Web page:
Last month I looked at what to do when everybody on the team says they know Lean-Agile. This month I look at what to do when nobody on your new team knows Lean-Agile.
There is a big caveat on this. I’ll be talking about what I typically do when I form a team. You have to bear in mind I have certain advantages compared to many people wanting to introduce Lean-Agile:
- I have a lot of experience with Lean-Agile
- With many high profile successes
- Organisations specifically bring me in to help them do Lean-Agile and achieve success
I don’t have to convince management of the need for change and the benefits of Lean-Agile. I arrive with a management endorsement to change the way things are done. But I do have to convince the team and particularly I have to convince them to try my flavour of Lean-Agile rather than others.
So what I do is:
- Arm wave
- Bring in Lean-Agile contractors
- Recruit local champions
- Mix it up
- Use a Lean-Agile coach
- Learn by doing
1. Arm wave
I love Lean-Agile. I love talking about it. Explaining it. Using it. So given half a chance I’ll enthuse about it. Just ask any of my teams. Or my wife. 🙂
Enthusiasm helps but I back it up with explanations of why I do what I do. I’ll take any opportunity to explain. Desk side conversations. Car rides to get coffee. Impromptu presentations in a meeting room. If there are changes I need to happen, and a chance to explain why, I’ll start “arm waving”.
“Arm waving” is the term I use for my enthusiastic explanations including a lot of pacing, drawing on white boards, and talking with my hands. I do a lot of arm waving.
I explain what I do but I also have to explain why I don’t do other things. For example, I’m often asked why I don’t do Scrum or why I no longer develop in Sprints. So I explain why. More arm waving.
I remember from my teacher training is that on average a person needs 14 exposures to a new idea before it sinks in. So if people ask the same question again, I’ll happily repeat the answer. Perhaps using a different slant so it might lands more securely this time. Every time they hear me enthuse or explain on a topic is one more exposure.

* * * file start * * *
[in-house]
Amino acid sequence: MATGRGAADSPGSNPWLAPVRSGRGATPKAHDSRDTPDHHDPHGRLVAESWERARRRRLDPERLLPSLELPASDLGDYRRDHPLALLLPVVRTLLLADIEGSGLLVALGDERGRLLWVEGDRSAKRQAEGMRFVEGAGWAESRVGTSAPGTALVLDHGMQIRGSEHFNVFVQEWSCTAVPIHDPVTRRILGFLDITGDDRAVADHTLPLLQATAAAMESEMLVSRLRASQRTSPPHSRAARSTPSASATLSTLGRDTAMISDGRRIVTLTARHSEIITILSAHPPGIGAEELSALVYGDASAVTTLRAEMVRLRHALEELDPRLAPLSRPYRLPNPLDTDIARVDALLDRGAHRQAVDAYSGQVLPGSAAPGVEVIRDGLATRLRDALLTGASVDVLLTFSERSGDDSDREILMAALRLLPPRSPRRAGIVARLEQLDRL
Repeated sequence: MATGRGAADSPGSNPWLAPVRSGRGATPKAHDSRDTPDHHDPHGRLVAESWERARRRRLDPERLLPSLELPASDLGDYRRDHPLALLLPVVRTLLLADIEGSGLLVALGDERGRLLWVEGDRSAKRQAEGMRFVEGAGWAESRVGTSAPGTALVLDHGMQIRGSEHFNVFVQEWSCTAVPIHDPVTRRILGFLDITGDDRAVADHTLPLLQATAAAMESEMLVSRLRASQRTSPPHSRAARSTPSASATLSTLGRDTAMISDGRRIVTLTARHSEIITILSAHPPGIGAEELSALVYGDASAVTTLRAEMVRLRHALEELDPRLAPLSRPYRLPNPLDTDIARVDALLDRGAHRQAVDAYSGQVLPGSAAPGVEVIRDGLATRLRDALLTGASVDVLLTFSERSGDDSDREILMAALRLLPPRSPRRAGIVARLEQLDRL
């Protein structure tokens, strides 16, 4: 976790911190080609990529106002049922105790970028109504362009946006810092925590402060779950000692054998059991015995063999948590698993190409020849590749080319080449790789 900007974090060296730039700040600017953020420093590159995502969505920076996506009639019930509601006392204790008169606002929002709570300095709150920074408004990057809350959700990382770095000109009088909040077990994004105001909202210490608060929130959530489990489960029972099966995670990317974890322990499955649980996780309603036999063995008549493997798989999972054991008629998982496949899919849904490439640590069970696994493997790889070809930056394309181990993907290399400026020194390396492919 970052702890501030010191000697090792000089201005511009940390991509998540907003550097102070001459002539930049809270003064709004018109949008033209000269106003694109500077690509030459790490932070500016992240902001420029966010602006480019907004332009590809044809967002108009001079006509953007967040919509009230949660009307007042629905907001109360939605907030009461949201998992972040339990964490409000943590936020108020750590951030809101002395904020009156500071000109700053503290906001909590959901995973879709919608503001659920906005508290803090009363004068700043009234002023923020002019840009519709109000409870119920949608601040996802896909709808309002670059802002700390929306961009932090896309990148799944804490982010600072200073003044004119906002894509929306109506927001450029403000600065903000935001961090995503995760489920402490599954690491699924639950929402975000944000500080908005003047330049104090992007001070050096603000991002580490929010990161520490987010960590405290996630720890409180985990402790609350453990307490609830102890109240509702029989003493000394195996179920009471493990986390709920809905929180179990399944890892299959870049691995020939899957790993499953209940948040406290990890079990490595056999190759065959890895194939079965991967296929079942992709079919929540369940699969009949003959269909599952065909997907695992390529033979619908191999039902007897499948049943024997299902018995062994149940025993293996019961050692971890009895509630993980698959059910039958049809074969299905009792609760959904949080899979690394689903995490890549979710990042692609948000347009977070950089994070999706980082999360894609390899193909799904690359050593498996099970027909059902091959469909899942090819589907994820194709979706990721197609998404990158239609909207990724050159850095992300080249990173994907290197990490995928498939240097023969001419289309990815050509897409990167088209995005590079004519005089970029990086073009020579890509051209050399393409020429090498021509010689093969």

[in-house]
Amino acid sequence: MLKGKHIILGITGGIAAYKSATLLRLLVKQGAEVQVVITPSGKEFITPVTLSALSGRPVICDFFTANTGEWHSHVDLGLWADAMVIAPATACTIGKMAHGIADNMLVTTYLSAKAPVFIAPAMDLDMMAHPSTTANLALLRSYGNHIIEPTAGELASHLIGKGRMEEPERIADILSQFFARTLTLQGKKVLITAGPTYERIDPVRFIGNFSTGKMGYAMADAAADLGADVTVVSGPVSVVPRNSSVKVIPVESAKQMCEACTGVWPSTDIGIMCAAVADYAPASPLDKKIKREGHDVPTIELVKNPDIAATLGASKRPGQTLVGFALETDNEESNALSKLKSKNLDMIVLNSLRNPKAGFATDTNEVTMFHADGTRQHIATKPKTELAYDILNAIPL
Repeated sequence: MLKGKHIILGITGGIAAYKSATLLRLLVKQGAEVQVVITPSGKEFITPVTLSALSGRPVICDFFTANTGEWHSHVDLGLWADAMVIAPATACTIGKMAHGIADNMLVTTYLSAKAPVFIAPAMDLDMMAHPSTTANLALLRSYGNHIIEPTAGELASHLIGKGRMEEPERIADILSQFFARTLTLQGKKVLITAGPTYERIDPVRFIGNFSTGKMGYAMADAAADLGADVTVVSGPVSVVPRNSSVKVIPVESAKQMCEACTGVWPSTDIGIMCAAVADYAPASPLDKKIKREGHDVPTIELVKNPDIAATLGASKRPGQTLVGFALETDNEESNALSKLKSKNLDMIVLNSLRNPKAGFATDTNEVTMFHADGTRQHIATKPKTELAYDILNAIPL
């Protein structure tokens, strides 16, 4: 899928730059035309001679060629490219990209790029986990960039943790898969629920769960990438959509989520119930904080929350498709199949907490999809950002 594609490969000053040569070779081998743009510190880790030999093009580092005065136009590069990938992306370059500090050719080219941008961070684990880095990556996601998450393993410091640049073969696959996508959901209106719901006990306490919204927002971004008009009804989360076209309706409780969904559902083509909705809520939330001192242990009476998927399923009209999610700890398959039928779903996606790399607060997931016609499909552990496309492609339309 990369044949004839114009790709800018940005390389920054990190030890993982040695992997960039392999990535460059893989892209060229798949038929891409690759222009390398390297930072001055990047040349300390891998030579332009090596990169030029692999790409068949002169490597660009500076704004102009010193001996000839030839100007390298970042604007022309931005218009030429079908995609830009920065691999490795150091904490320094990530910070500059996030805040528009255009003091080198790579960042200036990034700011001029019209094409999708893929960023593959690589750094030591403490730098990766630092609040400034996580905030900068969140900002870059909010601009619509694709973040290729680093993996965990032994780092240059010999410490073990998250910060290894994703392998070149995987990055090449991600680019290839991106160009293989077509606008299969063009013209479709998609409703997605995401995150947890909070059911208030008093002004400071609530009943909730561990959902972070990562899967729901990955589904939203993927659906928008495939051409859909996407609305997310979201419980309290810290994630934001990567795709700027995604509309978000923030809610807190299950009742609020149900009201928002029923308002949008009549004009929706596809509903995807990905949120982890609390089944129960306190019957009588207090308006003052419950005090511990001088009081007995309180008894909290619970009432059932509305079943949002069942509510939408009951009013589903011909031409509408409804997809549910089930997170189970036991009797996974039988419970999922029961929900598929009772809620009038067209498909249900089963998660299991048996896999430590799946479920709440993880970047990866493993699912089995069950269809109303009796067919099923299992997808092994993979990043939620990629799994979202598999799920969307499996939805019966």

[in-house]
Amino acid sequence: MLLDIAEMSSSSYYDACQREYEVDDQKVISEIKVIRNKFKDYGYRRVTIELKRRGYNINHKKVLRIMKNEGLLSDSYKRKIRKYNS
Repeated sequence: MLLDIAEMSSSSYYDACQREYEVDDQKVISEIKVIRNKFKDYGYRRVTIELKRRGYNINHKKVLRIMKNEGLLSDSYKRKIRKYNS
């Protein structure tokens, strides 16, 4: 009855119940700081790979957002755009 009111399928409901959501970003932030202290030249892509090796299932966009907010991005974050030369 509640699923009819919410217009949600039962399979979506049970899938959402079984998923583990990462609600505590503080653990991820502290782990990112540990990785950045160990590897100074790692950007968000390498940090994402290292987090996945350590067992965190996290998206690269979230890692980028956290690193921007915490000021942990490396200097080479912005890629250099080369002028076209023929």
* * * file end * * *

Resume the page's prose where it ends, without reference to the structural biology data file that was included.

2. Bring in Lean-Agile contractors
It helps if I’m not alone when championing Lean-Agile. Luckily I always seem to have a budget for contractors so I make sure at least some of the senior contractors have a strong Lean-Agile background. In particular I bring in developers with good automated testing skills.
3. Recruit local champions
Externals are good but it is even better if there are internal advocates for change. So I find and encourage local champions. This might be people with existing Lean-Agile experience but what I’m really after is enthusiasm. People who share the vision and will encourage others to change.
4. Mix it up
So I’ve got some local champions, some experienced externals, and a bunch of people who are more lukewarm. I mix them up. Make sure those who are lukewarm are near somebody – either organisationally or physically – who is an advocate of of Lean-Agile. Again this is a way to get those exposures and increase the likelihood of embedding change.
5. Use a Lean-Agile coach
I’m a fan of using a Lean-Agile coach during team formation. It helps to have more than one “expert” reciting the same message. Of course I vet the coach first to ensure our views on Lean-Agile are aligned. Conflicting messages would not help.
Once I trust the coach I can bounce my own ideas for innovation off them. And of course they do the normal coaching thing of facilitating collaborative change.
One thing I often get the coach to do is face-to-face training. If there is something that a handful of people need to know I may as well organise a course. Then back it up with arm waving and coaching. Typically I’ll get them to run courses on Agile, Kanban, and BDD.
7. Learn by doing
My approach to process change is to lead a team through the change. Listening to people explain and enthuse, individual coaching, face-to-face training are all well and good but my teams learn by doing.
I always start with a version of “Steven’s Lean-Agile”. My standard process modified by local conditions. From there the process evolves in a collaborative fashion. The formal aspect of this is retrospectives but evolution happens more informally as well. Pretty quickly the team is no longer doing “Steven’s Lean-Agile” they have got a version of their own.
The most effective drive for change is to succeed. Success is addictive. With a success using the new approach under their belt the team is more likely to embed the change and look to repeat that success.
What if everybody knows Lean-Agile
As I mentioned last month, I don’t believe it when everybody on the team says they know Lean-Agile. So I don’t see much difference between everybody says they know Lean-Agile and when nobody knows Lean-Agile. Some things get harder and some things get easier, but it is the same approach. Same activities. Same nine things.
This post is part of my What do I do When … ? series. Please drop me a line or add a comment if you’ve got a question you’d like answered.